remember people asking dicks like Daegan, Marshall, and
Livingston about my site and how it was able to run on
Google Ads when everyone else was getting kicked off..
And they said, oh he just got lucky, they’ll get him
They’re off. I’m still standing cocks.
It was fun to break all these conventions of the “proper
way” to write an email or do a promo…or to write a
sales letter or a landing page. It was profitable like
crazy. And i attribute it all to being controversial.
3. DON’T GET ANALYTICAL
I was given this advice very early on by a respected
colleague. He told me, “Dude you’re too technical.
People are dumb. Just keep it simple.”
This is great advice, if you want to market to a mass
It’s also great advice if you’re a gooroo who likes to
sell to the lowest common denominator. Stupid people make
easy marks. So you can trick them into buying things that
are no good.
The thing is, for most of my career i fought against my
technical / analytical nature. I saw it as a curse.
I’d write things and then go back and try to simplify
them and bring them down to layman level. It wasn’t
comfortable and it was unnatural for me to do it. And i
think because this advice was a criticism, i saw it as a
personal flaw i had to mend.
Thing is, detail can be quite important. Skipping it for
the sake of “simplifying” can even be dishonest.
Only recently have i managed to break away completely from
My emails DO get technical and analytical. Fucked if i care
anymore. Honestly, if “smart stuff” bothers you and
“numbers hurt your head”, you REALLY shouldn’t be
buying anything from me.
If you don’t like to read or listen, also, probably not a
good idea to buy from me. I’m long winded as fuck. But
what i’m saying is useful and it’s stuff i think about
before doing things. Thoughts are what dictate actions. So
if my thoughts aren’t of value, then you cannot value the
I began to discover this analytical stuff was beneficial
early on, of course. If you recall, when i was 14, i told
you i was a consultant for a company in Malaysia and one of
the tricks i used was to deliberately use technical jargon
to demonstrate i knew what i was doing.
Later in life, when selling traffic services, i found it
advantageous to show the complexity of what my team and i
do. This makes sense–it demonstrates the value of hiring
us instead of doing it themselves. Being analytical worked
there and made a lot of money.
When i transitioned back to selling info products, i
discovered there was actual INTEREST in my subscribers to
learn technical things. Since i am technical, much more
technical than any of my competitors in this space, it’s
my unique advantage which they can’t touch if they lived
But i am also good at making technical stuff simple,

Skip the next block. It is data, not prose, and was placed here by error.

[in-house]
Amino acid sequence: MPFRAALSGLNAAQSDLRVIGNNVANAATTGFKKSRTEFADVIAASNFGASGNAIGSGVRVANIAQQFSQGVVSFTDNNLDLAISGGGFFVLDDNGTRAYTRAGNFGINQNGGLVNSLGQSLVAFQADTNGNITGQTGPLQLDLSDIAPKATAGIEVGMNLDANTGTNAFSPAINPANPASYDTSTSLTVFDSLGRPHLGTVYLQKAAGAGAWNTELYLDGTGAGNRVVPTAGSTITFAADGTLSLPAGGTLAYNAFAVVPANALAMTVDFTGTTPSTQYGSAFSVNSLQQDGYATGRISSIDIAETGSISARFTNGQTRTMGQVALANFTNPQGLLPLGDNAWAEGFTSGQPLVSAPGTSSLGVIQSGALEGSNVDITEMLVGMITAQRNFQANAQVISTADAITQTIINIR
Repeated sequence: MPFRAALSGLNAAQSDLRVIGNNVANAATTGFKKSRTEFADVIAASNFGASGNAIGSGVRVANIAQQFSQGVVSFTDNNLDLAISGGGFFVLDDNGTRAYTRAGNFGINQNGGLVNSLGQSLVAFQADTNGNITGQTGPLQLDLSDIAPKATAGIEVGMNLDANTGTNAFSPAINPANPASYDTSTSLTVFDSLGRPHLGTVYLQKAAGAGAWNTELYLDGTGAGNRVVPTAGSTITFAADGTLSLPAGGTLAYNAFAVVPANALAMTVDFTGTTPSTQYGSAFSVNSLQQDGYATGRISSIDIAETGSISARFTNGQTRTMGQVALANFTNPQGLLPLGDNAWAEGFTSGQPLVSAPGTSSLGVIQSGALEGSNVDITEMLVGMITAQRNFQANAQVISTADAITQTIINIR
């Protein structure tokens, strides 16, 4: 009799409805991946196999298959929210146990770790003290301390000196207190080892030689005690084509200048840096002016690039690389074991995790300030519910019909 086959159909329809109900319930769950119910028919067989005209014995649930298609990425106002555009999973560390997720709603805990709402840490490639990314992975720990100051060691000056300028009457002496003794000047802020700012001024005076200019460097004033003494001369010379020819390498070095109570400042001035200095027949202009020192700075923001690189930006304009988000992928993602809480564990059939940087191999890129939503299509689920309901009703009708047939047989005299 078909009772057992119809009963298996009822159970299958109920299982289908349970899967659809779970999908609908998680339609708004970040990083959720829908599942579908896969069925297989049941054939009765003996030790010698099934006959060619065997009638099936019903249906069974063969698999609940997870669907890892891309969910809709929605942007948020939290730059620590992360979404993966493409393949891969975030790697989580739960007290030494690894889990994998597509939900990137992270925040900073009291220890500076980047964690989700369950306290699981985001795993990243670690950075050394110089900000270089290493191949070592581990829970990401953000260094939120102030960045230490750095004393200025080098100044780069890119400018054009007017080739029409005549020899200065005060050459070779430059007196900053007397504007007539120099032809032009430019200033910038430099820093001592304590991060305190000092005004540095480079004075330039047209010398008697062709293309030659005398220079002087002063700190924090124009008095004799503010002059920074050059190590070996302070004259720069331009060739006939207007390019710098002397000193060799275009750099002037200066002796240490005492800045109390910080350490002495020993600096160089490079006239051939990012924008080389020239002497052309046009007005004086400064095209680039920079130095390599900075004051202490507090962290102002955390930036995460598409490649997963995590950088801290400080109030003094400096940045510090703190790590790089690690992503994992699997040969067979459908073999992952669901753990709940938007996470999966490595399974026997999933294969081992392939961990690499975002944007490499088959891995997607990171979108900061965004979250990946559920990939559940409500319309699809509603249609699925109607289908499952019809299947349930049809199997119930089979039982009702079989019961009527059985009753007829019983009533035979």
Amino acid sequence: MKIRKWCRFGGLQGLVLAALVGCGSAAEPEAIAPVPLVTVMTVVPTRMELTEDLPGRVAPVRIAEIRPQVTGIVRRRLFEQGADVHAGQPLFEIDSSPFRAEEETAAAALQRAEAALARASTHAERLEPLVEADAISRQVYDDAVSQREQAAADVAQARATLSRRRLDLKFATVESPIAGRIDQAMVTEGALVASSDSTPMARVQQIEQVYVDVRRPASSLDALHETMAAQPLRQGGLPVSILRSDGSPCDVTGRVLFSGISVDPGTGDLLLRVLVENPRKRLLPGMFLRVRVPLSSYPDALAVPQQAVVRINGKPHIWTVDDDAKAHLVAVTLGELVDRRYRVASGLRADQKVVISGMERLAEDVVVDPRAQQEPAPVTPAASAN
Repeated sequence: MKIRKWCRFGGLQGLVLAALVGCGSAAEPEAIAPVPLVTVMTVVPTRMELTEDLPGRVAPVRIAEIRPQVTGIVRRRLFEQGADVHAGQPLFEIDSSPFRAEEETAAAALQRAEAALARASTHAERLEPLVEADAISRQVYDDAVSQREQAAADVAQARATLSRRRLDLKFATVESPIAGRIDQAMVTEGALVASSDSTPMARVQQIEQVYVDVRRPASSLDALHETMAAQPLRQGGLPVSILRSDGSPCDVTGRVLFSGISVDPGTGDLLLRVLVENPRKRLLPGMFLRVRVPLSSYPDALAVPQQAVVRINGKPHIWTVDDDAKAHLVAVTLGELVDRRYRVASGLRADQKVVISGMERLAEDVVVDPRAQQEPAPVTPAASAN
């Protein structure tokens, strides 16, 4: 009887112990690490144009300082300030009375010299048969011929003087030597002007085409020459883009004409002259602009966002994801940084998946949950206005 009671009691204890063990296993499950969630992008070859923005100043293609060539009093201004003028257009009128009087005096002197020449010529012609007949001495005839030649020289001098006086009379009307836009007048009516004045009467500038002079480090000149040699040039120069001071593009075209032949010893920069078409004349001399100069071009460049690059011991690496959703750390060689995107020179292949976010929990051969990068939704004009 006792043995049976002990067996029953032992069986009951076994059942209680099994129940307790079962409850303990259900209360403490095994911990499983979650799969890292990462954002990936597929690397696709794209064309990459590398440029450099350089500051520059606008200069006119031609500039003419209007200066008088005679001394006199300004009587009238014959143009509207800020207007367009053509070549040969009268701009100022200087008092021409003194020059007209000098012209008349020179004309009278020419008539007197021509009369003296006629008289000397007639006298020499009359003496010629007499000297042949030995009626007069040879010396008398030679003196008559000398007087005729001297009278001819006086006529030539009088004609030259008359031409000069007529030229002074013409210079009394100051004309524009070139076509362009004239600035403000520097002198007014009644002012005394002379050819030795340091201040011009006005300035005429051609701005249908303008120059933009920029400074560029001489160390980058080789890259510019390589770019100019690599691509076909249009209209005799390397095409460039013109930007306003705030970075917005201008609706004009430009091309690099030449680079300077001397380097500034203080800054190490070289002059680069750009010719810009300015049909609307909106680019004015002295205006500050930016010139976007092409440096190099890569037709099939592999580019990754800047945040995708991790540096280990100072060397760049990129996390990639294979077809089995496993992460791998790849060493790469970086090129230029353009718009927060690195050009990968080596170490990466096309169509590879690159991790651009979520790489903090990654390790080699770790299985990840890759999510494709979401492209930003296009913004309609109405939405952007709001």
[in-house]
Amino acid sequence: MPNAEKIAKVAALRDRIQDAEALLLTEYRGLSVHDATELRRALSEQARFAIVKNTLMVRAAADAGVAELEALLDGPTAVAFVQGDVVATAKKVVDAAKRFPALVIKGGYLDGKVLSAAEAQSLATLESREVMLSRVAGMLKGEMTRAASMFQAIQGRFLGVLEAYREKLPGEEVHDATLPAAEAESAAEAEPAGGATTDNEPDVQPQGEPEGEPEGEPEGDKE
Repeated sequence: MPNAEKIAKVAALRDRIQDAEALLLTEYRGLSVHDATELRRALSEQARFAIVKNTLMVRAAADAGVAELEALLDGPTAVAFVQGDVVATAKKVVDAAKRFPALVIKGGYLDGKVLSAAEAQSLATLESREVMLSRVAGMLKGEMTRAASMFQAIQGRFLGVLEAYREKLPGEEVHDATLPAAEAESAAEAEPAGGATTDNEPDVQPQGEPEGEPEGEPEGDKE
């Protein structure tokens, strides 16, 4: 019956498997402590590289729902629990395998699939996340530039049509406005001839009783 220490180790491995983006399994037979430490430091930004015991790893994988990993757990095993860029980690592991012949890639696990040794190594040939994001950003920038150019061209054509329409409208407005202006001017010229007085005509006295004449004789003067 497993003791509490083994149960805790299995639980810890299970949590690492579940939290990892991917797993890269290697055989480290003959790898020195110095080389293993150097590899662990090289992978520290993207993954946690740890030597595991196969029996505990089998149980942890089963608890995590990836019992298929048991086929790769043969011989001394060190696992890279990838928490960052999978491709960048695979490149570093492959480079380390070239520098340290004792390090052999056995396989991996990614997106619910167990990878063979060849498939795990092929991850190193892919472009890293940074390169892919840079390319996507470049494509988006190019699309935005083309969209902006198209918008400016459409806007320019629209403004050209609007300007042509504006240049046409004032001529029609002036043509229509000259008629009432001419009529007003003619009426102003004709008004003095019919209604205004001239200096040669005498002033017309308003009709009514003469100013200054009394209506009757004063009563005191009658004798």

without making it unnecessary. And i made a lot of money
selling products that taught technical skills to internet
Today, i’m taking it to a whole other level.
Because now i’m deliberately trying to filter out people
who are not particularly intelligent nor hard working. I
want to build an audience of smart people who can
comprehend complex things. I want to surround myself with
people of SUBSTANCE.
They’re easier for me to root for their success.
They’re better for me to deal with. They make good
customers, partners, and colleagues. They challenge me and
i challenge them.
To succeed in running a business of any kind, requires
skills, smarts, and hard work. There’s no room for lazy
people. There’s no room for greedy shortcut takers,
unless i’m training scam artists. And i’m not.
More importantly though, there is HUGE value in deep
analytical philosophical discussion. It allows us to
consider WHY we do things and to challenge our norms. If
you’re innovating or hope to innovate, you need to be
running on a different playing field all together. Your
thoughts aren’t simple. Your goals aren’t as simple as
“oh, *DUHH** i want to make 100k a week”…
…but more along the lines of…
“how can i spend 100k a week on advertising?”
(Btw, i learned from a guy who was spending 100k/day on PPC
and he was the most impressive man i ever met!)
And finally, i want to bury the big revolutionary ideas in
camouflage that only the deserving will reach.
That’s all i have for today.
If you’re interested in learning more about my crazy
online business and traffic ideas, check out the Super
Traffic Machine. It’s technical, it’s analytical,
it’s practical. If you’re prepared to put in the time
and the work, it will pay off.
Read more about it here…
If you’re bothered by the idea of it taking 8 months to
get to the end of the training, it’s probably not for
you. It takes time to build something good that works. You
want a shortcut, you won’t find it here. You want a real
business, get the program i’ll see you inside.
P.S. If you have missed previous messages in the series,
check out the following:
– [ Part 1: The “Yaghi Way” of Traffic Generation ]
– [ Part 2: Sending Traffic Straight to the Sales Page of a
D!CK PILL ]
– [ Part 3: Sell More With Amazing *Hybrid* Pages ]
– [ Part 4: Why “Funnel Templates” Cause Refunds &
Support Nightmares ]
– [ Part 5: Making Google Apologise to You ]
– [ Part 6: User-Friendly Buying Pages ]
– [ Part 7: Watching Visitors ]
– [ Part 8: Fast, High Traffic, Unconventional Website
– [ Part 9: Why I Don’t Do Email Marketing Like That ]
– [ Part 10: Your Professional Email Addy ]
– [ Part 11: Build Your Own Clickfunnels Clone for a
Fraction of the Cost ]
– [ Part 12: How to Choose Your Website Tech When I’m Gone
– [ Part 13: How to Build Incrementally Robust, Reliable
Revenue & Traffic ]
– [ Part 14: Mailerlite & Facebook’s Dumb Email
Marketing Ideas ]
– [ Part 15: How to Make $3.5 Million When Your Campaign is
– [Part 16: Things to do before going live]